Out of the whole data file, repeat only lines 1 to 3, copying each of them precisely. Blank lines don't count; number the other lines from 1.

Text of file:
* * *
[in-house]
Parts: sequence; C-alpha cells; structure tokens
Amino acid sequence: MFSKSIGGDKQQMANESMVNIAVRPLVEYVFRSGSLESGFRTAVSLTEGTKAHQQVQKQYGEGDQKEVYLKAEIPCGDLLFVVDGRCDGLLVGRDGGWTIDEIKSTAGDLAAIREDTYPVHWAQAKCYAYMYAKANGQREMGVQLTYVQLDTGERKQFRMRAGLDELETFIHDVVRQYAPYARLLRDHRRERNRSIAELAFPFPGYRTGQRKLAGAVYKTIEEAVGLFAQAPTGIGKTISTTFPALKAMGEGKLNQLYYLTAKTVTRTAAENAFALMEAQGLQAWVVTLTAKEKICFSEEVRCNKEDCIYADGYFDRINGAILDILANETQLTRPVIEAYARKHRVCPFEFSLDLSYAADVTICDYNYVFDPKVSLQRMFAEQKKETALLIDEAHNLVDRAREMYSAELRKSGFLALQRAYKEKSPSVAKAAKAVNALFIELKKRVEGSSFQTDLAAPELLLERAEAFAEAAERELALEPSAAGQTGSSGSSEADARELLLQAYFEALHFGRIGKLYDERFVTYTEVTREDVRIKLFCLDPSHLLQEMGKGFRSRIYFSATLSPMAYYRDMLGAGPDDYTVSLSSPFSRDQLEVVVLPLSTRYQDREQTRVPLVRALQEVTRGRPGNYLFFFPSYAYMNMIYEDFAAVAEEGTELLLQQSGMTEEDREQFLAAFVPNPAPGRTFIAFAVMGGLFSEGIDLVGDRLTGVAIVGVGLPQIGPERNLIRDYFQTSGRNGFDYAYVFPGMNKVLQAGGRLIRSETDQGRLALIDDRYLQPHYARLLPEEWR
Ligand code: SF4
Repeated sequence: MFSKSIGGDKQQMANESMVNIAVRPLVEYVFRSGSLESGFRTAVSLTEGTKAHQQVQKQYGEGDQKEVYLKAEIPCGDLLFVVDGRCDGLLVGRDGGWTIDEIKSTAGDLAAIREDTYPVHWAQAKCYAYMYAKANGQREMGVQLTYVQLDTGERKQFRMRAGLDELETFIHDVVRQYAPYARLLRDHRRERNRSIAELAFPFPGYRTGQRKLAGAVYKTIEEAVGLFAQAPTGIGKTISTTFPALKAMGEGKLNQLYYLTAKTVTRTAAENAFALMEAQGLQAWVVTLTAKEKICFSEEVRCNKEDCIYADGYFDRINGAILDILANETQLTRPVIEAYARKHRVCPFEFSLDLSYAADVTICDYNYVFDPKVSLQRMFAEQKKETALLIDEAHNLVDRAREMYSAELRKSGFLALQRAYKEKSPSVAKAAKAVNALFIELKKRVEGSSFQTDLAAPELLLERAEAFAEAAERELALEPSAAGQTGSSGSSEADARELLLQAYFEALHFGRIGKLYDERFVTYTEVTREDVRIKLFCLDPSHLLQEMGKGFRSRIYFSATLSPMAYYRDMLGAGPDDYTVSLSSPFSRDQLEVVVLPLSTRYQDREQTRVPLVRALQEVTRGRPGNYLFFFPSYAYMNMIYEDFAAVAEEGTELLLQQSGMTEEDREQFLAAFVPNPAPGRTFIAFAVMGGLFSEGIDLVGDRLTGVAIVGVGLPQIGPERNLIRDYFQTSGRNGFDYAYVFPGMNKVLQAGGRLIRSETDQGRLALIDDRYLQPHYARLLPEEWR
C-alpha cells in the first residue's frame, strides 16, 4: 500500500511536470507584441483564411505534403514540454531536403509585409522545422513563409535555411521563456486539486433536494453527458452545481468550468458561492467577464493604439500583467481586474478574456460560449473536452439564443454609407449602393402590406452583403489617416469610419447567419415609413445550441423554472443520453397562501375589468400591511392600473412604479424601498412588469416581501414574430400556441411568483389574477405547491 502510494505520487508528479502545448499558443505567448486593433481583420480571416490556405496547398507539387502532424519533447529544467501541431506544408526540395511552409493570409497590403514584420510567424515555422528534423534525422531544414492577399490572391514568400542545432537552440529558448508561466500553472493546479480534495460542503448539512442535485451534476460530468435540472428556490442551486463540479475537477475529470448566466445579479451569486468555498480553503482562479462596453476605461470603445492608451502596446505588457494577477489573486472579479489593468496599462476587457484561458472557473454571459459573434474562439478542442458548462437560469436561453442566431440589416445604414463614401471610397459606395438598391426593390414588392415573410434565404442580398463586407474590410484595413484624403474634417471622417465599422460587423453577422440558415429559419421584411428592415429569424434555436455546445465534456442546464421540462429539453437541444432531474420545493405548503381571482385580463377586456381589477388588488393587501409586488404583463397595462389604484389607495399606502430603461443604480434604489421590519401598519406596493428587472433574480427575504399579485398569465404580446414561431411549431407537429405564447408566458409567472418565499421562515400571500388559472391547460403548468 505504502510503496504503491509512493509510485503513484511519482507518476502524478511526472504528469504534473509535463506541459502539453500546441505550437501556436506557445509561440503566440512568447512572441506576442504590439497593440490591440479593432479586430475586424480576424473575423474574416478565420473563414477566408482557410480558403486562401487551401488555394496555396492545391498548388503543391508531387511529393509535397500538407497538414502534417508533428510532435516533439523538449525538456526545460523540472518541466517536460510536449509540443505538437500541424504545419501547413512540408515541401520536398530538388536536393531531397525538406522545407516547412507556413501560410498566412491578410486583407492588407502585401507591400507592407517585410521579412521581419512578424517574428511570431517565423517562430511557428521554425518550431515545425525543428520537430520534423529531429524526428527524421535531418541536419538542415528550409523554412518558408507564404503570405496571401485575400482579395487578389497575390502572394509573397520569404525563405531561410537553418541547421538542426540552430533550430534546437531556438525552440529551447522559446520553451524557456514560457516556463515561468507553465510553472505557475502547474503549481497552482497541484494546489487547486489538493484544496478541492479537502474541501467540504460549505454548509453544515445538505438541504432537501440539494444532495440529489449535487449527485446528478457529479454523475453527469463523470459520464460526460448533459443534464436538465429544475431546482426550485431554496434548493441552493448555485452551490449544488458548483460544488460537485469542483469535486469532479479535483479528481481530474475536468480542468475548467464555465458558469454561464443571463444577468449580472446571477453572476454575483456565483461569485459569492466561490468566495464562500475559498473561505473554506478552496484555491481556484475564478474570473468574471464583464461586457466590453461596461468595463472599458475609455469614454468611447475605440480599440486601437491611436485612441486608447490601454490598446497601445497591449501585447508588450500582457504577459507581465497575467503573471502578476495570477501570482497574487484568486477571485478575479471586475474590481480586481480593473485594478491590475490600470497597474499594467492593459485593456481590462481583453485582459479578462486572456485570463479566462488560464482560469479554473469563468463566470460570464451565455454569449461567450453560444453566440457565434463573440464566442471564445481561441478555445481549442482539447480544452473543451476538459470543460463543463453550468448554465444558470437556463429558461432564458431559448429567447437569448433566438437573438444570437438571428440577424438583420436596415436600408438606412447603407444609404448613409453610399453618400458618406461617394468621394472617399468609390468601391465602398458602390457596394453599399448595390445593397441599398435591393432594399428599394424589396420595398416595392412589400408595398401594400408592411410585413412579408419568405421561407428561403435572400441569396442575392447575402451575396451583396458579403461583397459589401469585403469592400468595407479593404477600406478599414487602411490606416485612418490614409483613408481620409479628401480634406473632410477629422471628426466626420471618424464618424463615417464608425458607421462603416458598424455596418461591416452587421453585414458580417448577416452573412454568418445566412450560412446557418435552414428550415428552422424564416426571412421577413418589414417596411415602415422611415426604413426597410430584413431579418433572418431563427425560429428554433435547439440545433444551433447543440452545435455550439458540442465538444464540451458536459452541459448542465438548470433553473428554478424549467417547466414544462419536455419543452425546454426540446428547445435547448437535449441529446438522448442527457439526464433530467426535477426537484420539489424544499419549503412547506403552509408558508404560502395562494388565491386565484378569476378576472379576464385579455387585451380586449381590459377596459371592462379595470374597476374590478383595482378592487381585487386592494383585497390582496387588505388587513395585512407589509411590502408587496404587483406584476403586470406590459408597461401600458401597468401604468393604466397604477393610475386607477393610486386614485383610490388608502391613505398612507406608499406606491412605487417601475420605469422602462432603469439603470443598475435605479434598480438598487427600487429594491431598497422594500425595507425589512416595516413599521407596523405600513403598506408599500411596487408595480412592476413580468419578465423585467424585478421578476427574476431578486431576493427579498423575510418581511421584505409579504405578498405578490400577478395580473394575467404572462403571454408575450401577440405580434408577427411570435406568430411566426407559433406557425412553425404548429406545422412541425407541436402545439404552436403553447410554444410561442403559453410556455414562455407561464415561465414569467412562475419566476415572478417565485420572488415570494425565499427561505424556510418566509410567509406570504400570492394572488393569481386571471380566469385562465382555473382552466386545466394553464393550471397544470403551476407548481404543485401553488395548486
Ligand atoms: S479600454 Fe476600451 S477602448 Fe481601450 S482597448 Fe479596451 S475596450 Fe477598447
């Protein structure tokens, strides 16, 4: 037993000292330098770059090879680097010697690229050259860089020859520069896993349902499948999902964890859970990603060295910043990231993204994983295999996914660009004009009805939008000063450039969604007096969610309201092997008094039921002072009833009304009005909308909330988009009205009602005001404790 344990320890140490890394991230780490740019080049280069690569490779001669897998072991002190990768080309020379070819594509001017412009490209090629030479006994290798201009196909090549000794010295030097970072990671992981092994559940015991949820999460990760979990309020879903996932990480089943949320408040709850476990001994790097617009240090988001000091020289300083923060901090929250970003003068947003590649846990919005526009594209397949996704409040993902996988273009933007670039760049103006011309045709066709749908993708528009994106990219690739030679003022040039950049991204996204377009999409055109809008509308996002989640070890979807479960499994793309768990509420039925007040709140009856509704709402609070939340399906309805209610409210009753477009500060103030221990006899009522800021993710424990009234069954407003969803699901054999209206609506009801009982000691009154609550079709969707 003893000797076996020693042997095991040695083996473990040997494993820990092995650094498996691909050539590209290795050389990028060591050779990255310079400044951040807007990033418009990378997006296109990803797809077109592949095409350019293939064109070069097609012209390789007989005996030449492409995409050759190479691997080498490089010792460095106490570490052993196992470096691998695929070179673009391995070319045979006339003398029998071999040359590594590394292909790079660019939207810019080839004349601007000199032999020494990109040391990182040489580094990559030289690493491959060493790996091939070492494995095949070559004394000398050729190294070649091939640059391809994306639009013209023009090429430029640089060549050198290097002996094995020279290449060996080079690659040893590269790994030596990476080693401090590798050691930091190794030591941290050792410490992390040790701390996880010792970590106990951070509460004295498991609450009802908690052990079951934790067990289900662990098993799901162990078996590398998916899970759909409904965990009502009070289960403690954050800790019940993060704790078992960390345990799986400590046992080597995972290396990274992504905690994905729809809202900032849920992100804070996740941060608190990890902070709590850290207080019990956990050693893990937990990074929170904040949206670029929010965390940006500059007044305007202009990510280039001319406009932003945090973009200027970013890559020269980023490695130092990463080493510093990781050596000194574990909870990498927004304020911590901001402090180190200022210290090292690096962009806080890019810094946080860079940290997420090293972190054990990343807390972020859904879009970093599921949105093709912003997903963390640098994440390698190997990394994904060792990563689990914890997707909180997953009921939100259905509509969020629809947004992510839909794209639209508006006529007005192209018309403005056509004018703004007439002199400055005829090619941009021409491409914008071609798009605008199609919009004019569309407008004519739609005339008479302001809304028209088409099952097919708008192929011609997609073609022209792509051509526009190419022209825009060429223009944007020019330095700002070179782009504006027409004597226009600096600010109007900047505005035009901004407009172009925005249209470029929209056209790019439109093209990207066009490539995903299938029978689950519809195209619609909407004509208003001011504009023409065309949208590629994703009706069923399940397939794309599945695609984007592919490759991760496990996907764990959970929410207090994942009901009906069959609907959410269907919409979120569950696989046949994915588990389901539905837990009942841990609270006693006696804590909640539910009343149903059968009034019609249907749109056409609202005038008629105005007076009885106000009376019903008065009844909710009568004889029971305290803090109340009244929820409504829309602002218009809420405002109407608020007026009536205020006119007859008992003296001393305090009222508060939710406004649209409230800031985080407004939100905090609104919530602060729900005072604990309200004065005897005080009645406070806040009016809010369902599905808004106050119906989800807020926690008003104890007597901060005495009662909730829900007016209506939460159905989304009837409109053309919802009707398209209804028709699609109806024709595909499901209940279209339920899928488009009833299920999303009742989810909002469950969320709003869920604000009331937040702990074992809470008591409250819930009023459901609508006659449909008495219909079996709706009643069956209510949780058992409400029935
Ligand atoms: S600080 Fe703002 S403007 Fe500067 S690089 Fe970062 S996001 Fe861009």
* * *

[in-house]
Parts: sequence; C-alpha cells; structure tokens
Amino acid sequence: MFSKSIGGDKQQMANESMVNIAVRPLVEYVFRSGSLESGFRTAVSLTEGTKAHQQVQKQYGEGDQKEVYLKAEIPCGDLLFVVDGRCDGLLVGRDGGWTIDEIKSTAGDLAAIREDTYPVHWAQAKCYAYMYAKANGQREMGVQLTYVQLDTGERKQFRMRAGLDELETFIHDVVRQYAPYARLLRDHRRERNRSIAELAFPFPGYRTGQRKLAGAVYKTIEEAVGLFAQAPTGIGKTISTTFPALKAMGEGKLNQLYYLTAKTVTRTAAENAFALMEAQGLQAWVVTLTAKEKICFSEEVRCNKEDCIYADGYFDRINGAILDILANETQLTRPVIEAYARKHRVCPFEFSLDLSYAADVTICDYNYVFDPKVSLQRMFAEQKKETALLIDEAHNLVDRAREMYSAELRKSGFLALQRAYKEKSPSVAKAAKAVNALFIELKKRVEGSSFQTDLAAPELLLERAEAFAEAAERELALEPSAAGQTGSSGSSEADARELLLQAYFEALHFGRIGKLYDERFVTYTEVTREDVRIKLFCLDPSHLLQEMGKGFRSRIYFSATLSPMAYYRDMLGAGPDDYTVSLSSPFSRDQLEVVVLPLSTRYQDREQTRVPLVRALQEVTRGRPGNYLFFFPSYAYMNMIYEDFAAVAEEGTELLLQQSGMTEEDREQFLAAFVPNPAPGRTFIAFAVMGGLFSEGIDLVGDRLTGVAIVGVGLPQIGPERNLIRDYFQTSGRNGFDYAYVFPGMNKVLQAGGRLIRSETDQGRLALIDDRYLQPHYARLLPEEWR